What makes for a good online therapy platform? What are some of the key differences between systems? When you’re looking to add online therapy to your behavioral health practice, you’ll (rightfully) have a lot of questions. This article will help you learn how to cut through the marketing hype and understand the elements of a HIPAA-compliant video conferencing system that matter most.

The 5 most important considerations for online therapy software

  • The client experience
  • Your experience
  • Security
  • Price
  • Technical behavior during less-than-optimal conditions

The client experience

This is the most important consideration aside from security. You’re in the people business. You serve the public. As you certainly know, the public has a diverse cast of characters, some technically astute, others easily frustrated, and still others who are befuddled by what digital natives might consider “simple.”

When choosing a system for online counseling, therapy or coaching, it’s vital that you consider the ease of use for the first time user. As a practitioner that would use the system all the time, the quirks of a particular platform are generally manageable — you get used to how it works and thus, your notice the difficulties much less than a client might.

Around iCouch, we have a disdain for requiring anyone to download or install anything. That disdain stems from years and years of experience. Let’s take Zoom for instance (which isn’t HIPAA compliant, but still very popular,) Zoom requires users to download a plugin, install it and then use that to have a video session. Seems “simple” enough right? However, if you’ve spent any time helping people with technology, you’d know that something so “simple” isn’t always so. It increases friction. That friction means that it’s harder for clients to use the system. If it’s harder, that means it’s more frustrating, more difficult, and thus makes the therapy “harder” to participate in.

Downloading something like Zoom can create barriers to your clients. Additionally, many online counseling platforms require an iOS or Android app download. This is problematic for a few reasons:

  1. App downloads aren’t particularly private, for example, if you download Tinder, that app is in your app download history, even when the app is deleted. Downloading a “Therapy Video Conference” app means that the client is going to have a record of that download in their account — an account that is often shared with family members.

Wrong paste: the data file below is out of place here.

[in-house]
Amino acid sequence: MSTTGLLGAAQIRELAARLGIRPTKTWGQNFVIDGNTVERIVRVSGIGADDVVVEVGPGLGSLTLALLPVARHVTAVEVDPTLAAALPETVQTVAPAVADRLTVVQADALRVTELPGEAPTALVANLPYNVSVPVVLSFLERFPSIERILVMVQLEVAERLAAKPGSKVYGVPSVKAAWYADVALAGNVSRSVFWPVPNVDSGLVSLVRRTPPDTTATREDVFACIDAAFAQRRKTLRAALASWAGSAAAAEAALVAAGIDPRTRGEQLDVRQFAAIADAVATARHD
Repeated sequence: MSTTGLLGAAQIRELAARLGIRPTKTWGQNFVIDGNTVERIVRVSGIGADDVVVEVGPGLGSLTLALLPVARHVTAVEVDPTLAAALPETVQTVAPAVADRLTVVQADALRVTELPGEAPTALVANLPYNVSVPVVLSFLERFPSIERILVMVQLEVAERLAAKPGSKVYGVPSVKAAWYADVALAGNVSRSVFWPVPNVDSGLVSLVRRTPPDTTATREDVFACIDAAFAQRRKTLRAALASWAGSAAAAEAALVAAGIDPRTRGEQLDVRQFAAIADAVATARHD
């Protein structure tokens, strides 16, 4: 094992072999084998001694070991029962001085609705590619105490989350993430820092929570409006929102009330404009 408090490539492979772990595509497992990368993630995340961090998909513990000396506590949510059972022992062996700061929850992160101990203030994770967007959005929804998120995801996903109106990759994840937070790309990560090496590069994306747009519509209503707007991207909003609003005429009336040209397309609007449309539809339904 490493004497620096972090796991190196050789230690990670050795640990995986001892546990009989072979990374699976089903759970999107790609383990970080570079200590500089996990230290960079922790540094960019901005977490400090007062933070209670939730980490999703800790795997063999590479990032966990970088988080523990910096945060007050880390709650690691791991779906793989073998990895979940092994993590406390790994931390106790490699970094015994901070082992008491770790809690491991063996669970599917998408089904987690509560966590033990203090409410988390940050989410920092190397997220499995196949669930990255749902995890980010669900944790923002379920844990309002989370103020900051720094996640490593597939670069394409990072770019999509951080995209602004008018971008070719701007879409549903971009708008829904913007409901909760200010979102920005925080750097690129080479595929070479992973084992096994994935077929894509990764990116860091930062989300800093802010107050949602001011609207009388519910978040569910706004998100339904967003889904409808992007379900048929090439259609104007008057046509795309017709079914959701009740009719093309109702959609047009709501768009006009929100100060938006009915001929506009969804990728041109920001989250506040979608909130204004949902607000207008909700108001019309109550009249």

2. App downloads require visiting the App Store or Google Play. While we have strong confidence in Apple’s privacy policies, do your clients really want Google knowing they downloaded a therapy app? There is also the friction involved with downloading an app. They have to visit the store, search for the app, download it, sign into it, etc.
  3. Shared devices — if someone is using an iPad for instance, they’d have to download the app and it would be visible and available to anyone who uses that iPad. In many families, iPads are shared.

Your experience with an online therapy platform

While optimizing for the client experience is paramount, your experience matters as well. Are you easily able to organize your sessions? Do you have a unique room for each client or is it something shared where every client accesses your session in the same place, at the same link, etc. Do you have to set up an account for each of your clients or can they use the system without being “in” the system. These are important considerations. How easy it it for you to manage your therapy practice and online sessions?


Did you know Skype is not HIPAA compliant? FaceTime, despite us loving FaceTime for our personal life, is also not HIPAA compliant. Though if you’re going to ignore compliance issues, FaceTime is far more secure than Skype.

The other aspect of security has to do with recording. Zoom allows recording, which itself isn’t bad, but if a practitioner is recording a session on Zoom, there is a serious risk when it comes to compliance and security. Imagine if client sessions were released to the public in the event of a data breach! That would destroy the public’s trust in online behavioral health modalities as well as cost you potentially $10,000 or more per violation of HIPAA. Even if you have client permission, are you willing to trust your session security to a company that hasn’t signed a Business Associates Agreement?

Those using Facebook Messenger are swimming in even more dangerous waters. Did you know that Facebook gave access to private messages to Netflix and Spotify? Using Facebook for any part of your clinical activities is extremely negligent. In fact, it could be considered willful negligence given that Facebook’s privacy issues are widespread and well-known.

Using a dedicated, purpose-built system for your online behavioral health practice is the best way to ensure security. Even if you are outside the US where HIPAA doesn’t apply, the privacy risks of using “consumer” video systems outweigh the advantages.